Public Health Case Study Mark Wathen Is This Really Okay for Me?A Public Health Statistical Analysis CDC’s 2005 Science Ambassador Program
Case Study Outline • Public Health • Surveillance • Epidemiological Studies • Calculations • Prevalence • Incidence • Risk Ratio • Prevention
Public Health • Is the science and art of preventing disease, prolonging life, and promoting health through the organized efforts of society including • Monitoring disease and other health-related conditions (surveillance); and • Identifying and quantifying important trends (epidemiology).
Surveillance • Is the monitoring of the occurrence of a disease or other health-related condition. • Active surveillance • Actively searching for people with a disease or condition. • Passive surveillance • Dependent on reporting from external sources.
Epidemiology • The study of the distribution, determinants, and deterrents of disease or other health-related conditions. • Distribution is the frequency and patterns in terms of person, place, and time (who, where, and when). • Determinants are factors that cause or contribute to a disease or condition. • Deterrents are factors that prevent or reduce the chance of developing a disease or condition.
Prevalence = Number of people affected ______________________________________ total population Prevalence • The proportion of a population that has a disease or health-related condition during a specific time.
Case Study • February 2004. • School nurse reported 39 cases of the flu in the high school. • Age of students 14–18 years • Total of 780 students in the school. • What was the prevalence of the flu for this high school?
Prevalence = Number of people affected ______________________ total population Prevalence = 39 students with flu _____________________ 780 total students Prevalence = 5 out of every 100 students had the flu. Can also be said 5% of students had the flu. Prevalence Calculation • Report who, where, and when. • Population: Students aged 14–18 • Place: High school • Time: February 2004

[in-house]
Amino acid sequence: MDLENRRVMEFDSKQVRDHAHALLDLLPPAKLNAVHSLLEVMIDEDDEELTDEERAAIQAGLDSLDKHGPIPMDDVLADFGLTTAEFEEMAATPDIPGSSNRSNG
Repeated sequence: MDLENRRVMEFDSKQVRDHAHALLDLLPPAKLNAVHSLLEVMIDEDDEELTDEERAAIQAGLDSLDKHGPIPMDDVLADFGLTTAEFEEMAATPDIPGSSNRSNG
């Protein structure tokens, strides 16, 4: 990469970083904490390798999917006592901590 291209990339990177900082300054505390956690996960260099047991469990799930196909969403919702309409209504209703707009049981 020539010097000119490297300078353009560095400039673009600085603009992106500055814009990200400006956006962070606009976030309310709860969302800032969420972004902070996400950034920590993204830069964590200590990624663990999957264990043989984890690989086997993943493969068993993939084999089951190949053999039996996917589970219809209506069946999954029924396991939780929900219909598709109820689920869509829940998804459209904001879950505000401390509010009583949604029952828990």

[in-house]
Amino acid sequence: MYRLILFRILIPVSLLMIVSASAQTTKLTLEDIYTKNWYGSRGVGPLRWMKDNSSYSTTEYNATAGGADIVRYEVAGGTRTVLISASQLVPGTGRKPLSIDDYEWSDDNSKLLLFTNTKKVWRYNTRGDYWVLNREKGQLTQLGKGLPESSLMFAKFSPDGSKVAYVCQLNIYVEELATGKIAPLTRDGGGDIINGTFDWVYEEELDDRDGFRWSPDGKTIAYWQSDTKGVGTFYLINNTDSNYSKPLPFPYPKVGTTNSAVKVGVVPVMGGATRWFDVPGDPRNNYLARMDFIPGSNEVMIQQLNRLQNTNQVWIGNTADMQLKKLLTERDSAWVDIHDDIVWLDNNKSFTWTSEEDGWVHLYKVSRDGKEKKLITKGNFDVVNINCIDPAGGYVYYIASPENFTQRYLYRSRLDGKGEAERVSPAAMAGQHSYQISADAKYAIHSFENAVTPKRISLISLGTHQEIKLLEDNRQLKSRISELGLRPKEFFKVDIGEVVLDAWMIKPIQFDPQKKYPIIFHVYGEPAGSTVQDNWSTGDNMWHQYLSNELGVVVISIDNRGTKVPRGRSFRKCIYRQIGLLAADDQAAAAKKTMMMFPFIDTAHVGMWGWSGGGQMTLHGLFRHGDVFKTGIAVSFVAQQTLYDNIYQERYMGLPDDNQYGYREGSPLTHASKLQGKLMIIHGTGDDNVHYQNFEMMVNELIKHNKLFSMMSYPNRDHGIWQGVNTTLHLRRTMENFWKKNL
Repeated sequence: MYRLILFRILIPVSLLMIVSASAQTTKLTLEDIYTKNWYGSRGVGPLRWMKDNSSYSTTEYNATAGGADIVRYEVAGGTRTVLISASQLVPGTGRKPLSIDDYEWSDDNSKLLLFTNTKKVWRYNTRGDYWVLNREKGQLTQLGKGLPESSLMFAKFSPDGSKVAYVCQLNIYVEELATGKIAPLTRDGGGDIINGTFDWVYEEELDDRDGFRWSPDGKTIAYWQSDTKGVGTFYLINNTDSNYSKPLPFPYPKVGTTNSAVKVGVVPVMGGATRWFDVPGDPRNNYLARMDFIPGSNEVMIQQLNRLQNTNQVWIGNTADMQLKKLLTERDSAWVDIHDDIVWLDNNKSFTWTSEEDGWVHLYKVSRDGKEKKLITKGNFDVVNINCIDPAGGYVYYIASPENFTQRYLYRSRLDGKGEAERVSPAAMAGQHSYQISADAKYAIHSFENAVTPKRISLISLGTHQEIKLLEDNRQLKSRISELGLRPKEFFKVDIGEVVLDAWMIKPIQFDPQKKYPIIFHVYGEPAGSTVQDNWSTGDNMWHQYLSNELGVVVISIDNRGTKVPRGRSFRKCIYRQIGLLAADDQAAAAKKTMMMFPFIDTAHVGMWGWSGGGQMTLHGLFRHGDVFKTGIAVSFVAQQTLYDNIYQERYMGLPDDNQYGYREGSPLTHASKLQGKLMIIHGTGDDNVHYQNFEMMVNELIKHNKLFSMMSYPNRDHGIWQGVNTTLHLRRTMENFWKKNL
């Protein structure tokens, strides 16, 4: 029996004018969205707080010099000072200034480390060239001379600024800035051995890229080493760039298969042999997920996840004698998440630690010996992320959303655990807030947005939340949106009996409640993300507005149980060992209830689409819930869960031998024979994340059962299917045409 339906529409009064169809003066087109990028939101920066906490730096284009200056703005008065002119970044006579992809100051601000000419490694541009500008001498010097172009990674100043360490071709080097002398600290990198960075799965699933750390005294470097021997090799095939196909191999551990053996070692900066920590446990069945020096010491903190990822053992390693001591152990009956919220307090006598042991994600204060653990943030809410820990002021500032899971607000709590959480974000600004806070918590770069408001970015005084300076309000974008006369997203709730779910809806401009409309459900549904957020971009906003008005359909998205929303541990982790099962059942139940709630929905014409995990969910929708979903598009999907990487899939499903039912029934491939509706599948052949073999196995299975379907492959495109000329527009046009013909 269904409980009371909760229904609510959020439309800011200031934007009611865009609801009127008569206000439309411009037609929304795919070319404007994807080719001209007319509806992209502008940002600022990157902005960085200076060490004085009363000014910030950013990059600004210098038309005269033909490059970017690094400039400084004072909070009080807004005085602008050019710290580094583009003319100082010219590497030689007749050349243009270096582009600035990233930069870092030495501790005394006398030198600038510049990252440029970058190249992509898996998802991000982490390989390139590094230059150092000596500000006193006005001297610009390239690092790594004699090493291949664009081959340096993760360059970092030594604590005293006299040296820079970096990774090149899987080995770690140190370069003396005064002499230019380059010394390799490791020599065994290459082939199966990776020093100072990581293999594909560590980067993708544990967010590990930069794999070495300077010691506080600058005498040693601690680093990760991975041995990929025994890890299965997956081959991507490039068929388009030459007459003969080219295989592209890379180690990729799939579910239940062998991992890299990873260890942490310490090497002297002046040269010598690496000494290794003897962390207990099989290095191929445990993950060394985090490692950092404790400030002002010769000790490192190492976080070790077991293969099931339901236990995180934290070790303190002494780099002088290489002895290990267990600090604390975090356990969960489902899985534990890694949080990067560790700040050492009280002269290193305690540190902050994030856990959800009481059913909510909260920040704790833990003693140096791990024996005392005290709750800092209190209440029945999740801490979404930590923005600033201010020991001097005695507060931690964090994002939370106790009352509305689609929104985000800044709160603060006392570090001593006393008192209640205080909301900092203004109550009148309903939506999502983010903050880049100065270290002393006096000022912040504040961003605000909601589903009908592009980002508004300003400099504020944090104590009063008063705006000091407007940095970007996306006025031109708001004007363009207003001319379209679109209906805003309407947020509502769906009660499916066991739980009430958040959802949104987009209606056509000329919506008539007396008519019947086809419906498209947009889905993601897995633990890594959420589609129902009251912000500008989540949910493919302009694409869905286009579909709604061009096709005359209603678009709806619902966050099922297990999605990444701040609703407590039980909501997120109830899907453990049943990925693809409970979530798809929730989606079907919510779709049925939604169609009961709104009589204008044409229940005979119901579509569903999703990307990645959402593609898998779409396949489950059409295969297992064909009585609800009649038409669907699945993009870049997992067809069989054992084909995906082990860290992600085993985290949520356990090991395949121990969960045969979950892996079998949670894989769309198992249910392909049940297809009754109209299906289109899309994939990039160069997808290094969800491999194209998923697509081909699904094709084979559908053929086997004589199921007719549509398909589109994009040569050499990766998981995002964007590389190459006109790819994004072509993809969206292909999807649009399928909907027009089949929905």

Case Study—Continued • Results 5 out of 100 students had the flu. • Monitor the situation during the month of March (2004). • 9 new cases of flu within the school. • Calculate the incidence during this time period.
Incidence • The rate at which new disease or health-related condition occurs in a population. Incidence = Number of newly affected people ___________________________________ population at risk Incidence = 9 new cases of flu ___________________ (780 – 39) population at risk Incidence = 12 out of 1,000 students had the flu at the high school
Case—Study Continued • Results—12 out of 1,000 students had the flu. • What is the cause? • A teacher mentioned seeing students coughing and sneezing around the candy machine. • The nurse investigated to see if there was any correlation between the candy machine and having the flu.
Case Study—Continued • The nurse monitored 200 students over a 1-month period. • 120 used the candy machine. • 12 cases of flu occurred in this group. • 5 cases of flu appeared in the group that didn’tuse the candy machine. • So was there a risk in using the candy machine?
Prevalence Ratio • Ratio of prevalence of disease in the exposed group divided by the prevalence of disease in the unexposed group.
Prevalence Ratio = A / (A+B) _______ C / (C+D) Prevalence Ratio 22 Table
Prevalence Ratio = 12 / (120) = 1.6 _______ 5 / (80) Prevalence Ratio 22 Table
Analysis of Prevalence Ratio • If value >1, then exposure is producing outcome. • If value =1, no connection between exposure and outcome. • If value <1, exposure is prohibiting the outcome. • In the case study, the prevalence ratio was 1.6. Therefore, students using the candy machine were 1.6 times as likely to get the flu as students not using the candy machine.
Prevention • The final step of public health is prevention. • If you were the school nurse, what prevention program would you develop for your school?
Summary • Pubic health is the science and art of preventing disease, prolonging life, and promoting health through the organized efforts of society. • There are three parts to public health: • Surveillance, which monitors diseases and health-related conditions. • Epidemiology, which identifies and quantifies trends (prevalence, incidence, and risk ratio). • Prevention, which includes programs that inform and educate the population at risk.
References • “Public Health Measurement and Research Design” PowerPoint presentation by Alison Nair, CDC Ambassador Program, June 2004. • Oleckno, W.A. Essential Epidemiology: Principles and Applications. Waveland Press, Inc., Long Grove, Illinois, 2002.